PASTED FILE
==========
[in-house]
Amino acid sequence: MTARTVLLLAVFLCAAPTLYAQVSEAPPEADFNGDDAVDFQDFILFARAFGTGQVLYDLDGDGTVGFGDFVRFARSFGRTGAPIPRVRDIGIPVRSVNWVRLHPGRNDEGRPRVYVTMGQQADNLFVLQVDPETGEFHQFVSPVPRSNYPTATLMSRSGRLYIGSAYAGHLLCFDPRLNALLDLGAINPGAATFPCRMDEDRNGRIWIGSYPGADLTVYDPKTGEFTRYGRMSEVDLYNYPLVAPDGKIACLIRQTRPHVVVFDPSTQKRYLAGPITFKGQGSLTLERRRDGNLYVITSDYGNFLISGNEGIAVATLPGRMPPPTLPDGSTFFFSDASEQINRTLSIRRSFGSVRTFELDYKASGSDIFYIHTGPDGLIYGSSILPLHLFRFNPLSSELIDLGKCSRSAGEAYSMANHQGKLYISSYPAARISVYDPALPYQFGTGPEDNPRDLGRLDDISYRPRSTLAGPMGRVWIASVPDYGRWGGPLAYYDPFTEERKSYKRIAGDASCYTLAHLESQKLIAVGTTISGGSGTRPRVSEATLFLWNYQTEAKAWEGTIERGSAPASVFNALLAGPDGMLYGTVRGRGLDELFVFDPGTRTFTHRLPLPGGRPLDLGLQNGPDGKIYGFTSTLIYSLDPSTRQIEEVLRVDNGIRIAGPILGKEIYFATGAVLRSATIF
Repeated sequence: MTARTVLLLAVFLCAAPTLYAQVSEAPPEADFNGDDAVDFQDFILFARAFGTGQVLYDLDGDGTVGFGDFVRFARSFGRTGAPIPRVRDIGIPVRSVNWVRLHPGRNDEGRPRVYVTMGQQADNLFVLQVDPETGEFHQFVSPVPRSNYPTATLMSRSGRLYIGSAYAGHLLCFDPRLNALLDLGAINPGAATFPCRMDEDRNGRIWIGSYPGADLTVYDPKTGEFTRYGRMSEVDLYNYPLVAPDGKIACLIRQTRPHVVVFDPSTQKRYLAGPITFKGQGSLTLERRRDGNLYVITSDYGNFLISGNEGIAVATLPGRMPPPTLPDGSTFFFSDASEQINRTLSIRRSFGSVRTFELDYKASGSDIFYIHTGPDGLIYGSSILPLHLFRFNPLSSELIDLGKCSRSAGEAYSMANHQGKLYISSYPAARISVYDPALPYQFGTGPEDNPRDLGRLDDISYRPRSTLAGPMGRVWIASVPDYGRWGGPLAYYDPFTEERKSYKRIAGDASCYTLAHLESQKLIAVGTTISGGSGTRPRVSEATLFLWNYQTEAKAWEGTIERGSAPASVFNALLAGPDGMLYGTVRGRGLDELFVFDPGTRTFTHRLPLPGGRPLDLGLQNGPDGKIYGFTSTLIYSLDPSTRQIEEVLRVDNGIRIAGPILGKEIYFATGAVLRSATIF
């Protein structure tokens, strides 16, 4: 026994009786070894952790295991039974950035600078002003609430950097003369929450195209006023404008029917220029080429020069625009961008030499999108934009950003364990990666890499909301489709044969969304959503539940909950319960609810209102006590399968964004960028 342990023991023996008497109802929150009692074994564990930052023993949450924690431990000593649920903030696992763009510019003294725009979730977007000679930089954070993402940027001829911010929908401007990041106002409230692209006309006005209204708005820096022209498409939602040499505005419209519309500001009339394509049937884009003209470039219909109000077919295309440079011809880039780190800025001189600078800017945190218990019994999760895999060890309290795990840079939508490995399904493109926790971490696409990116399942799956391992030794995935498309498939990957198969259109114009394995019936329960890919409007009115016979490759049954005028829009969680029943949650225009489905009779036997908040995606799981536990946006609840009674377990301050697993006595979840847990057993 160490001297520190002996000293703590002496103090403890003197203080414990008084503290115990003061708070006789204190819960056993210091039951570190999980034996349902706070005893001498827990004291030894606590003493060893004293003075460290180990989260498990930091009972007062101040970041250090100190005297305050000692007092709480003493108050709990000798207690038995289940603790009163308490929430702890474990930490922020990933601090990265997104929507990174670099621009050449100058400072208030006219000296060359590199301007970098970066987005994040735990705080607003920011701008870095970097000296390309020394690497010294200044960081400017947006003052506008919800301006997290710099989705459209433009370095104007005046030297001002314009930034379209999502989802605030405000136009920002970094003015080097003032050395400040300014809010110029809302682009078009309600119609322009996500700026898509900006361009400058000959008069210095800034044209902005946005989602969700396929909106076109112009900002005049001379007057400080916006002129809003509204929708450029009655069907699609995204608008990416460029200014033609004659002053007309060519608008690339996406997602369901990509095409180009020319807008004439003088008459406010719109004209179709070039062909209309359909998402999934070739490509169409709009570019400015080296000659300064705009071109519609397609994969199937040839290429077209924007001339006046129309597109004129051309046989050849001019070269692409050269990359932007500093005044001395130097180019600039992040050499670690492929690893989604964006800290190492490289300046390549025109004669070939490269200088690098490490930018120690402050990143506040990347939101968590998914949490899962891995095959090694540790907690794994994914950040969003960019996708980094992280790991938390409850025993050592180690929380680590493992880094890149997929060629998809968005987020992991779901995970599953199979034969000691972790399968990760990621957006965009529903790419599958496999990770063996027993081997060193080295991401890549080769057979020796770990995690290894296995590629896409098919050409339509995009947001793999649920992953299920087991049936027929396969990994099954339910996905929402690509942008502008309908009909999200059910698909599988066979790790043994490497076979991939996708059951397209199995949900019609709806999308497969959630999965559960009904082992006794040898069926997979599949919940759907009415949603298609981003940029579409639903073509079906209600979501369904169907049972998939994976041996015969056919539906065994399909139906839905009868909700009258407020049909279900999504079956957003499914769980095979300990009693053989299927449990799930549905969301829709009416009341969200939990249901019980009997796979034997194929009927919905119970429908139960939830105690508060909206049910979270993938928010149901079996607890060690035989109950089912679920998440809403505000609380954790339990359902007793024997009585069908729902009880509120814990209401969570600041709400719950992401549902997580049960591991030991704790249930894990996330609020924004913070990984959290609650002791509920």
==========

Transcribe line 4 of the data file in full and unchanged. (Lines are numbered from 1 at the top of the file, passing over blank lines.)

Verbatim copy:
């Protein structure tokens, strides 16, 4: 026994009786070894952790295991039974950035600078002003609430950097003369929450195209006023404008029917220029080429020069625009961008030499999108934009950003364990990666890499909301489709044969969304959503539940909950319960609810209102006590399968964004960028 342990023991023996008497109802929150009692074994564990930052023993949450924690431990000593649920903030696992763009510019003294725009979730977007000679930089954070993402940027001829911010929908401007990041106002409230692209006309006005209204708005820096022209498409939602040499505005419209519309500001009339394509049937884009003209470039219909109000077919295309440079011809880039780190800025001189600078800017945190218990019994999760895999060890309290795990840079939508490995399904493109926790971490696409990116399942799956391992030794995935498309498939990957198969259109114009394995019936329960890919409007009115016979490759049954005028829009969680029943949650225009489905009779036997908040995606799981536990946006609840009674377990301050697993006595979840847990057993 160490001297520190002996000293703590002496103090403890003197203080414990008084503290115990003061708070006789204190819960056993210091039951570190999980034996349902706070005893001498827990004291030894606590003493060893004293003075460290180990989260498990930091009972007062101040970041250090100190005297305050000692007092709480003493108050709990000798207690038995289940603790009163308490929430702890474990930490922020990933601090990265997104929507990174670099621009050449100058400072208030006219000296060359590199301007970098970066987005994040735990705080607003920011701008870095970097000296390309020394690497010294200044960081400017947006003052506008919800301006997290710099989705459209433009370095104007005046030297001002314009930034379209999502989802605030405000136009920002970094003015080097003032050395400040300014809010110029809302682009078009309600119609322009996500700026898509900006361009400058000959008069210095800034044209902005946005989602969700396929909106076109112009900002005049001379007057400080916006002129809003509204929708450029009655069907699609995204608008990416460029200014033609004659002053007309060519608008690339996406997602369901990509095409180009020319807008004439003088008459406010719109004209179709070039062909209309359909998402999934070739490509169409709009570019400015080296000659300064705009071109519609397609994969199937040839290429077209924007001339006046129309597109004129051309046989050849001019070269692409050269990359932007500093005044001395130097180019600039992040050499670690492929690893989604964006800290190492490289300046390549025109004669070939490269200088690098490490930018120690402050990143506040990347939101968590998914949490899962891995095959090694540790907690794994994914950040969003960019996708980094992280790991938390409850025993050592180690929380680590493992880094890149997929060629998809968005987020992991779901995970599953199979034969000691972790399968990760990621957006965009529903790419599958496999990770063996027993081997060193080295991401890549080769057979020796770990995690290894296995590629896409098919050409339509995009947001793999649920992953299920087991049936027929396969990994099954339910996905929402690509942008502008309908009909999200059910698909599988066979790790043994490497076979991939996708059951397209199995949900019609709806999308497969959630999965559960009904082992006794040898069926997979599949919940759907009415949603298609981003940029579409639903073509079906209600979501369904169907049972998939994976041996015969056919539906065994399909139906839905009868909700009258407020049909279900999504079956957003499914769980095979300990009693053989299927449990799930549905969301829709009416009341969200939990249901019980009997796979034997194929009927919905119970429908139960939830105690508060909206049910979270993938928010149901079996607890060690035989109950089912679920998440809403505000609380954790339990359902007793024997009585069908729902009880509120814990209401969570600041709400719950992401549902997580049960591991030991704790249930894990996330609020924004913070990984959290609650002791509920």